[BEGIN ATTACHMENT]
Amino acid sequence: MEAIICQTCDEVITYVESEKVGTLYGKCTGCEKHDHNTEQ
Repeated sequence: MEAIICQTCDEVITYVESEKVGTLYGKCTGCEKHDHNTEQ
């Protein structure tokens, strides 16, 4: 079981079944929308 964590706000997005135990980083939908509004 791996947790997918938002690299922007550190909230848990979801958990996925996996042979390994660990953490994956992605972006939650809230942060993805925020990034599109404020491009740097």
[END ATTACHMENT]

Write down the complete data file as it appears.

Amino acid sequence: MEAIICQTCDEVITYVESEKVGTLYGKCTGCEKHDHNTEQ
Repeated sequence: MEAIICQTCDEVITYVESEKVGTLYGKCTGCEKHDHNTEQ
């Protein structure tokens, strides 16, 4: 079981079944929308 964590706000997005135990980083939908509004 791996947790997918938002690299922007550190909230848990979801958990996925996996042979390994660990953490994956992605972006939650809230942060993805925020990034599109404020491009740097």